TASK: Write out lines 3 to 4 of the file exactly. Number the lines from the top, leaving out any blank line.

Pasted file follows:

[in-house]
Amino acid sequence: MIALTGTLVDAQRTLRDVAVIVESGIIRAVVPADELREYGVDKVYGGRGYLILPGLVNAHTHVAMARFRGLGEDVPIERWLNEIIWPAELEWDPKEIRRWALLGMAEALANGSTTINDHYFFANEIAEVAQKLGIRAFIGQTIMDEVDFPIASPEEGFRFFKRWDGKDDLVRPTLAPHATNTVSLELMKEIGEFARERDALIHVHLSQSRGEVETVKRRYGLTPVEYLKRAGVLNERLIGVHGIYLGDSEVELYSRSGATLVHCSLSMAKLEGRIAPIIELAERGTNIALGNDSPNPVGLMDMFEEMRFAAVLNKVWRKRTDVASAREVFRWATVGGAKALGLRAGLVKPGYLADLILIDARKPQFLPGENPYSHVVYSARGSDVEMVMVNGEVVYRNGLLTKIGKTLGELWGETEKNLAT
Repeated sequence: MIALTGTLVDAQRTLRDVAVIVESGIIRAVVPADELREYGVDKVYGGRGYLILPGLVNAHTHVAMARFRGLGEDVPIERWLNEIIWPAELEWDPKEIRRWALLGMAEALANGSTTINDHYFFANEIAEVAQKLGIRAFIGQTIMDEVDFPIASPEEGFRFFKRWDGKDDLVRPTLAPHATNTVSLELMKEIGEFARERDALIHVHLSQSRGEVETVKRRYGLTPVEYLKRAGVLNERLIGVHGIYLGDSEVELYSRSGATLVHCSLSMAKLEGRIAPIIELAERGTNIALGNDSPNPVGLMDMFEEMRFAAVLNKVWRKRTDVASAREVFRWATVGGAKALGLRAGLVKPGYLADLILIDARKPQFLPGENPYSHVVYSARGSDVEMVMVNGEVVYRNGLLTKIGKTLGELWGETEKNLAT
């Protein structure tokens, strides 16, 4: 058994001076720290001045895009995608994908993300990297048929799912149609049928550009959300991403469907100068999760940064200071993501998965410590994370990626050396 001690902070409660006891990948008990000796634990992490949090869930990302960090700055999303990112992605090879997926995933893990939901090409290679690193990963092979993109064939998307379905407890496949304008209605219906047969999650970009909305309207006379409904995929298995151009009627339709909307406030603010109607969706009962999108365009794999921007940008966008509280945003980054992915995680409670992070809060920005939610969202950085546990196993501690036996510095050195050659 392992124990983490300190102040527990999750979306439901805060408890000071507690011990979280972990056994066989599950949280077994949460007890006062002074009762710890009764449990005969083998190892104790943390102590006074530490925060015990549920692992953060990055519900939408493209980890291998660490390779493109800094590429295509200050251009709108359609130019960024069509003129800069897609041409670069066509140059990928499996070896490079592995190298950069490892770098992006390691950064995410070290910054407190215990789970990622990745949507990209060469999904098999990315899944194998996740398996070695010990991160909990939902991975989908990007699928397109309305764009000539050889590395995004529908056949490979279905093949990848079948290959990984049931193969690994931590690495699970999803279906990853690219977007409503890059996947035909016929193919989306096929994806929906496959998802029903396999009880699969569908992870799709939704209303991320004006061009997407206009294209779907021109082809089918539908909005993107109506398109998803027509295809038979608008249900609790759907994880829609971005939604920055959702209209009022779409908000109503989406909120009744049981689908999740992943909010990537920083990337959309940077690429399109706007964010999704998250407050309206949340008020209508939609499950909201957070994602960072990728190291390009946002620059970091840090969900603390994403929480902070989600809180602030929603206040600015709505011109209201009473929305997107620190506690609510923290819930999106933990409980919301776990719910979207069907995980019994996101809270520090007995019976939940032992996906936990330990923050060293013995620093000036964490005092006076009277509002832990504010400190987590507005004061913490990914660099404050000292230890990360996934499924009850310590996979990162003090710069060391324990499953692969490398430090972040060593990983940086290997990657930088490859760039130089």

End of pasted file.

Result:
Repeated sequence: MIALTGTLVDAQRTLRDVAVIVESGIIRAVVPADELREYGVDKVYGGRGYLILPGLVNAHTHVAMARFRGLGEDVPIERWLNEIIWPAELEWDPKEIRRWALLGMAEALANGSTTINDHYFFANEIAEVAQKLGIRAFIGQTIMDEVDFPIASPEEGFRFFKRWDGKDDLVRPTLAPHATNTVSLELMKEIGEFARERDALIHVHLSQSRGEVETVKRRYGLTPVEYLKRAGVLNERLIGVHGIYLGDSEVELYSRSGATLVHCSLSMAKLEGRIAPIIELAERGTNIALGNDSPNPVGLMDMFEEMRFAAVLNKVWRKRTDVASAREVFRWATVGGAKALGLRAGLVKPGYLADLILIDARKPQFLPGENPYSHVVYSARGSDVEMVMVNGEVVYRNGLLTKIGKTLGELWGETEKNLAT
């Protein structure tokens, strides 16, 4: 058994001076720290001045895009995608994908993300990297048929799912149609049928550009959300991403469907100068999760940064200071993501998965410590994370990626050396 001690902070409660006891990948008990000796634990992490949090869930990302960090700055999303990112992605090879997926995933893990939901090409290679690193990963092979993109064939998307379905407890496949304008209605219906047969999650970009909305309207006379409904995929298995151009009627339709909307406030603010109607969706009962999108365009794999921007940008966008509280945003980054992915995680409670992070809060920005939610969202950085546990196993501690036996510095050195050659 392992124990983490300190102040527990999750979306439901805060408890000071507690011990979280972990056994066989599950949280077994949460007890006062002074009762710890009764449990005969083998190892104790943390102590006074530490925060015990549920692992953060990055519900939408493209980890291998660490390779493109800094590429295509200050251009709108359609130019960024069509003129800069897609041409670069066509140059990928499996070896490079592995190298950069490892770098992006390691950064995410070290910054407190215990789970990622990745949507990209060469999904098999990315899944194998996740398996070695010990991160909990939902991975989908990007699928397109309305764009000539050889590395995004529908056949490979279905093949990848079948290959990984049931193969690994931590690495699970999803279906990853690219977007409503890059996947035909016929193919989306096929994806929906496959998802029903396999009880699969569908992870799709939704209303991320004006061009997407206009294209779907021109082809089918539908909005993107109506398109998803027509295809038979608008249900609790759907994880829609971005939604920055959702209209009022779409908000109503989406909120009744049981689908999740992943909010990537920083990337959309940077690429399109706007964010999704998250407050309206949340008020209508939609499950909201957070994602960072990728190291390009946002620059970091840090969900603390994403929480902070989600809180602030929603206040600015709505011109209201009473929305997107620190506690609510923290819930999106933990409980919301776990719910979207069907995980019994996101809270520090007995019976939940032992996906936990330990923050060293013995620093000036964490005092006076009277509002832990504010400190987590507005004061913490990914660099404050000292230890990360996934499924009850310590996979990162003090710069060391324990499953692969490398430090972040060593990983940086290997990657930088490859760039130089």